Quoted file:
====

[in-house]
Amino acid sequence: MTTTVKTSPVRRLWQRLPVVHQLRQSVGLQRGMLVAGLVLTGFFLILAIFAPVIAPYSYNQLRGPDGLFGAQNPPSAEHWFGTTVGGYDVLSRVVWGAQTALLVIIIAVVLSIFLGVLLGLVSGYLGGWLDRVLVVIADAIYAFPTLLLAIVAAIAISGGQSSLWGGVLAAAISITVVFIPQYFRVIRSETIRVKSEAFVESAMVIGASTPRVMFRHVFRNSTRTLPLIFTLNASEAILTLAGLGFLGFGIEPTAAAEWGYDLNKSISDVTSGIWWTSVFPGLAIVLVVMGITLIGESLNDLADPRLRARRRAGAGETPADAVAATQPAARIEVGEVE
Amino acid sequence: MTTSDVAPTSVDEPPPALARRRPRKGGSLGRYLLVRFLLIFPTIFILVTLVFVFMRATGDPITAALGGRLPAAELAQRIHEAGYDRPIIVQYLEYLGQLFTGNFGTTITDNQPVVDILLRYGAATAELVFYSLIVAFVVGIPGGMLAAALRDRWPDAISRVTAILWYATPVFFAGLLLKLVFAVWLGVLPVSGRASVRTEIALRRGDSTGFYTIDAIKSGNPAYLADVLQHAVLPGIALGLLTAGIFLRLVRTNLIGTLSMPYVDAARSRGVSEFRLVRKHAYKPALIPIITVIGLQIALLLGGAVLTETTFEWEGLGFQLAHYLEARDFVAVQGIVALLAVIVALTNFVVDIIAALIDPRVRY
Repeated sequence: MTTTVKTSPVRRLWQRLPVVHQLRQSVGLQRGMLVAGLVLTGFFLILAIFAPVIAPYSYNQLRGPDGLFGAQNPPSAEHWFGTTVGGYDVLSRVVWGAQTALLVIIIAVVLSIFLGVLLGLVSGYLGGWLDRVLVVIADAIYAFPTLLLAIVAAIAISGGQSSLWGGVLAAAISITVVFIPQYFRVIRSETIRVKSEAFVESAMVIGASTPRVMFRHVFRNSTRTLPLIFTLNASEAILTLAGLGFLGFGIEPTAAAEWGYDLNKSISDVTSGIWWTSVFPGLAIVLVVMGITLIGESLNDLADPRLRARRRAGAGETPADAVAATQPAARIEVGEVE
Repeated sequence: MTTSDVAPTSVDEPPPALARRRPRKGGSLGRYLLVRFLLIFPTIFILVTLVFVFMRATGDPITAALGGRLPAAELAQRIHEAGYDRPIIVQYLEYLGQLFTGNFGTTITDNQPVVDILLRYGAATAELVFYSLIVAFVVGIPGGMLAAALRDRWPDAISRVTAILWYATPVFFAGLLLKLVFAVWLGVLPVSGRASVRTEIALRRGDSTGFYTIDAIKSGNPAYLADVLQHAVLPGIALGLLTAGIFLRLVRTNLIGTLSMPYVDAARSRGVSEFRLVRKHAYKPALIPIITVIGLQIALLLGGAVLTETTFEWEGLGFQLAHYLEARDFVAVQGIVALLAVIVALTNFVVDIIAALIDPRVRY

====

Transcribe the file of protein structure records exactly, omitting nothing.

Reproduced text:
[in-house]
Amino acid sequence: MTTTVKTSPVRRLWQRLPVVHQLRQSVGLQRGMLVAGLVLTGFFLILAIFAPVIAPYSYNQLRGPDGLFGAQNPPSAEHWFGTTVGGYDVLSRVVWGAQTALLVIIIAVVLSIFLGVLLGLVSGYLGGWLDRVLVVIADAIYAFPTLLLAIVAAIAISGGQSSLWGGVLAAAISITVVFIPQYFRVIRSETIRVKSEAFVESAMVIGASTPRVMFRHVFRNSTRTLPLIFTLNASEAILTLAGLGFLGFGIEPTAAAEWGYDLNKSISDVTSGIWWTSVFPGLAIVLVVMGITLIGESLNDLADPRLRARRRAGAGETPADAVAATQPAARIEVGEVE
Amino acid sequence: MTTSDVAPTSVDEPPPALARRRPRKGGSLGRYLLVRFLLIFPTIFILVTLVFVFMRATGDPITAALGGRLPAAELAQRIHEAGYDRPIIVQYLEYLGQLFTGNFGTTITDNQPVVDILLRYGAATAELVFYSLIVAFVVGIPGGMLAAALRDRWPDAISRVTAILWYATPVFFAGLLLKLVFAVWLGVLPVSGRASVRTEIALRRGDSTGFYTIDAIKSGNPAYLADVLQHAVLPGIALGLLTAGIFLRLVRTNLIGTLSMPYVDAARSRGVSEFRLVRKHAYKPALIPIITVIGLQIALLLGGAVLTETTFEWEGLGFQLAHYLEARDFVAVQGIVALLAVIVALTNFVVDIIAALIDPRVRY
Repeated sequence: MTTTVKTSPVRRLWQRLPVVHQLRQSVGLQRGMLVAGLVLTGFFLILAIFAPVIAPYSYNQLRGPDGLFGAQNPPSAEHWFGTTVGGYDVLSRVVWGAQTALLVIIIAVVLSIFLGVLLGLVSGYLGGWLDRVLVVIADAIYAFPTLLLAIVAAIAISGGQSSLWGGVLAAAISITVVFIPQYFRVIRSETIRVKSEAFVESAMVIGASTPRVMFRHVFRNSTRTLPLIFTLNASEAILTLAGLGFLGFGIEPTAAAEWGYDLNKSISDVTSGIWWTSVFPGLAIVLVVMGITLIGESLNDLADPRLRARRRAGAGETPADAVAATQPAARIEVGEVE
Repeated sequence: MTTSDVAPTSVDEPPPALARRRPRKGGSLGRYLLVRFLLIFPTIFILVTLVFVFMRATGDPITAALGGRLPAAELAQRIHEAGYDRPIIVQYLEYLGQLFTGNFGTTITDNQPVVDILLRYGAATAELVFYSLIVAFVVGIPGGMLAAALRDRWPDAISRVTAILWYATPVFFAGLLLKLVFAVWLGVLPVSGRASVRTEIALRRGDSTGFYTIDAIKSGNPAYLADVLQHAVLPGIALGLLTAGIFLRLVRTNLIGTLSMPYVDAARSRGVSEFRLVRKHAYKPALIPIITVIGLQIALLLGGAVLTETTFEWEGLGFQLAHYLEARDFVAVQGIVALLAVIVALTNFVVDIIAALIDPRVRY